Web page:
I turn to the questions asked by the noble Lord, Lord Ponsonby, on the increase in the financial penalty. I note the concerns raised that the maximum penalty has not been increased. However, the imposition of civil penalties of up to £50,000 on carriers who breach the requirements of the scheme is considerable, particularly at a time when the travel industry is facing global economic pressures. We recognise this and therefore have not sought to increase the maximum penalty amount. Obviously, that matter can be kept under review in any further iterations of the rules.

This ties in with a question that I was asked on whether there are repeat offenders. There are, and you have to pay a greater fine if you are one. If you are a very regular offender, with the £50,000 maximum, all of the penalties will cumulatively add to a significant figure, as one can imagine. That is how the financial penalty provisions work. I hope that that answers the question.

I turn to when there will be updated guidance. When the ETA scheme is brought in, further guidance will be provided with its implementation. I am not aware of any plans to produce further guidance on the authority to carry scheme when it is included.

Transit passengers are included in the scope of the scheme, not least because they may seek to enter the United Kingdom while they are in transit. Authority to carry has been refused in the past for transit passengers, for example where they have previously been deported from the United Kingdom.

As I set out in my opening remarks, the authority to carry scheme is intended to prevent certain individuals travelling to or from the UK when necessary in the public interest. With the introduction of the universal permission to travel and electronic travel authorisations, it is important that we can prevent individuals who would have been or would be refused electronic travel authorisation or whose electronic travel authorisation has been cancelled travelling to the UK. Bringing these additional cohorts within the scope of the scheme means that its proven effectiveness can be further extended, but necessarily and proportionately.

The 2023 scheme applies to all carriers operating on international routes to and from the UK, including the common travel area, which have been required to provide passenger and crew information in advance of departure. As such, it is an important part of the UK’s border security arrangements.

As the Minister is coming to the end of his response, I remind him about my questions on how it will work when there is to be a refusal in relation to someone whom the Secretary of State is in the process of making a decision about or where someone would be refused entry clearance or would be refused under the rules and so on. These are issues of quite considerable importance and principle because they are proposing that refusals may be made before the Secretary of State has made a decision. Can the Minister say anything about that?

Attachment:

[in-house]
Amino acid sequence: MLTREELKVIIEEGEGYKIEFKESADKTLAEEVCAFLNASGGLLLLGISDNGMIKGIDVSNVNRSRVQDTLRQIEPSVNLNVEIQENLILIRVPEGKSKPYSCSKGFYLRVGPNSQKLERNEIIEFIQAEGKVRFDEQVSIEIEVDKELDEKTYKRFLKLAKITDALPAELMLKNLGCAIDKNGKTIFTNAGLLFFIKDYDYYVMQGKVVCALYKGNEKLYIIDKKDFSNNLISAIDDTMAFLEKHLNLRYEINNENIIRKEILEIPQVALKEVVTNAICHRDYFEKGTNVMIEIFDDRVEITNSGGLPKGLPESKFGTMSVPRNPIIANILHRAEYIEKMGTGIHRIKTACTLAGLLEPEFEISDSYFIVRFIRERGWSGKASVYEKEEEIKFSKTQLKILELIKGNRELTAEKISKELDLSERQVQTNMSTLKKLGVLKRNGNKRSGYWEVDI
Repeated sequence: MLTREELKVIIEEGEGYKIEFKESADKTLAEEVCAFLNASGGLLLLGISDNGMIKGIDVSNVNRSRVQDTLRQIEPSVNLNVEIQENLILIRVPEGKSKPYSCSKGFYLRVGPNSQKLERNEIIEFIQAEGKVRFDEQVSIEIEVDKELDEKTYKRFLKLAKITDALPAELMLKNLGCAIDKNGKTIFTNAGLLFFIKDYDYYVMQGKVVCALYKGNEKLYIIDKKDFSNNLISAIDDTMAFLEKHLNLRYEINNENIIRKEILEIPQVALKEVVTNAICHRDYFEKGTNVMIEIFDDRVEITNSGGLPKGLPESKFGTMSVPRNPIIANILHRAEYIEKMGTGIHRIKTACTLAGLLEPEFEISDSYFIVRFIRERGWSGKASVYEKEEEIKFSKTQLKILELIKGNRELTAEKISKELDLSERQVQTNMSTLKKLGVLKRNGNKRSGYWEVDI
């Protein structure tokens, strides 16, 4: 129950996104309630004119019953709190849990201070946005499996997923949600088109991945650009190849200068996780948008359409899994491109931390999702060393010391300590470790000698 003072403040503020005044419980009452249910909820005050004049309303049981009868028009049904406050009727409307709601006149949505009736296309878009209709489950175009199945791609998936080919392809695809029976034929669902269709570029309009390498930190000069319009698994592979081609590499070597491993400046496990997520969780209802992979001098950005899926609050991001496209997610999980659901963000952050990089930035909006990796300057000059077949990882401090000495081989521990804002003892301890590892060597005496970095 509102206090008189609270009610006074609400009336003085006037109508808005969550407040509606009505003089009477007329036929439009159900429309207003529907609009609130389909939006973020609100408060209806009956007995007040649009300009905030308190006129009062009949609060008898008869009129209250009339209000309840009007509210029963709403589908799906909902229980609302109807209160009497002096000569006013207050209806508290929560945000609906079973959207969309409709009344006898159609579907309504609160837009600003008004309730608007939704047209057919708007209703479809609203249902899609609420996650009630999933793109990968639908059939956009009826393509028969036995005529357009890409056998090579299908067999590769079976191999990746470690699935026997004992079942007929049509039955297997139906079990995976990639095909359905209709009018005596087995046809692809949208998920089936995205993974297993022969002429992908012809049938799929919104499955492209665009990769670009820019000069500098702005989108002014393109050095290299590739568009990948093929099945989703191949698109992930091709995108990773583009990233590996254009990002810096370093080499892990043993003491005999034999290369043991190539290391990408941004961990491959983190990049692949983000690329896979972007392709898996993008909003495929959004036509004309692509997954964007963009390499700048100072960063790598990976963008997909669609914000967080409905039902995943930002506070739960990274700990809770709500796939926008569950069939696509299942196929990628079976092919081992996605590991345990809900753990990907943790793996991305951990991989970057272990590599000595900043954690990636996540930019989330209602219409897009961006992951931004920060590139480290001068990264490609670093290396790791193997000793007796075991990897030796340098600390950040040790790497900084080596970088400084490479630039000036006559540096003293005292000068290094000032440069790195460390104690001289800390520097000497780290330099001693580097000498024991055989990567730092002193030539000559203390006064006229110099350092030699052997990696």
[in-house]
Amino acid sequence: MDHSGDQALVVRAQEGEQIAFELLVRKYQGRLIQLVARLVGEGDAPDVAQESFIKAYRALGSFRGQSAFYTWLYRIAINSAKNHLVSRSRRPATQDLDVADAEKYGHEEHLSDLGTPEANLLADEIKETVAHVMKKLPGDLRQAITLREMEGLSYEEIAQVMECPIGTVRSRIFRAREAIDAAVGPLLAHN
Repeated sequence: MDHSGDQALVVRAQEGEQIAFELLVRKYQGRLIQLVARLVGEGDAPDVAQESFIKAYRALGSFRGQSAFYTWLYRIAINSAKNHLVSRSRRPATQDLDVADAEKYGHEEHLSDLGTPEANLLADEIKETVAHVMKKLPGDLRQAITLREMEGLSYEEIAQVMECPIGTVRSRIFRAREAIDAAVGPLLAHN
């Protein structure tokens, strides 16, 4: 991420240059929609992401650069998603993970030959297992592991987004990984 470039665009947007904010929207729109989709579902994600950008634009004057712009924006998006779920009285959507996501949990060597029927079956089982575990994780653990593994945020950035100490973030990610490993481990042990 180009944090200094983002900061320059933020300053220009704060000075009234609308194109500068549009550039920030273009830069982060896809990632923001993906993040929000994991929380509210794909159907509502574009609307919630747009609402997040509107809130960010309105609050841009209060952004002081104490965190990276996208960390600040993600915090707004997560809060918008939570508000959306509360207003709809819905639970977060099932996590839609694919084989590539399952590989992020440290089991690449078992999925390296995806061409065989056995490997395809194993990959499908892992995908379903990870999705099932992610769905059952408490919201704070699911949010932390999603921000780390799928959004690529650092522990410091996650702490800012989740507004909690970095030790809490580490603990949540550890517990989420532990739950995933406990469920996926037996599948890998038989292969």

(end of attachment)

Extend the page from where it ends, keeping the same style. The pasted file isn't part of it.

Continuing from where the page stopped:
Forgive me: I covered that in my own mind when I explained the scheme, but I realise that I should have spelled it out more clearly, which I will now do. Those parts of the scheme are unchanged; these changes do not affect that part of the scheme, but I can certainly answer the noble Baroness’s question.

Where the Secretary of State is considering somebody’s application, they cannot travel. They can travel only once they have authority to enter the United Kingdom. It is not the position that we are refusing their application because we are still considering it; the point is that that passenger should not be trying to travel without a valid authority to travel. In the event that somebody applies for a visa and it is refused, it is open to them to apply to review that decision, internally or by legal proceedings. Of course they are entitled to do that, but people will not, and passengers do not, try to travel while their decision is still being determined because they do not have permission at that point to travel.

The scheme uses language such as:

“Individuals … in relation to whom the Secretary of State is in the process of making a decision that the individual be made subject of an exclusion order”.

That does not seem completely to reflect what the Minister said. Perhaps I am just not sufficiently familiar with scheme-speak.

This is the reference in paragraph 14(d) of the draft scheme. Clearly, this is not being added by these changes. However, I can reassure the noble Baroness that the courts have found in favour of decisions to refuse authority to carry where the Secretary of State is in the process of making a decision to exclude. Obviously, if a person has made an application and the exclusion order is not made, they are free to travel once they have their visa. It does not have the effect of precluding their travelling; it simply means that they cannot travel on that occasion. If, however, they are the subject of an exclusion order, repeated applications will simply result in the same outcome: they will be refused authority to travel by the carrier.

My Lords, I hope my asking a question is in order; I have been here throughout the debate. On a couple of occasions, the Minister said that this scheme applies to all carriers that are required to provide details of passengers and crew, on international routes and from the Republic of Ireland. Does that mean all carriers, or all carriers that are required to provide that information? If it is the latter, on what basis do the Government require some carriers to provide that information and not others?

As I sought to make clear in my earlier remarks, the common travel area is obviously where the slight difficulty arises as there is no obligation to show your passport to get in and out. It is only that category of cases; for every other international flight we would anticipate that the scheme applies. If one were taking an internal flight, obviously there would be no need to provide that sort of information, as you would expect. I hope that answers the noble Lord’s question.

Again, I am grateful for the contributions made and the points raised. By giving effect to the authority to carry scheme 2023 we will build on the existing policy, which has proven effective to date. It will underpin the operation of a critical element of our future border and immigration system, namely universal permission to travel, and will ensure the continued safety and security of the UK border.

Motion agreed.

Committee adjourned at 5.09 pm.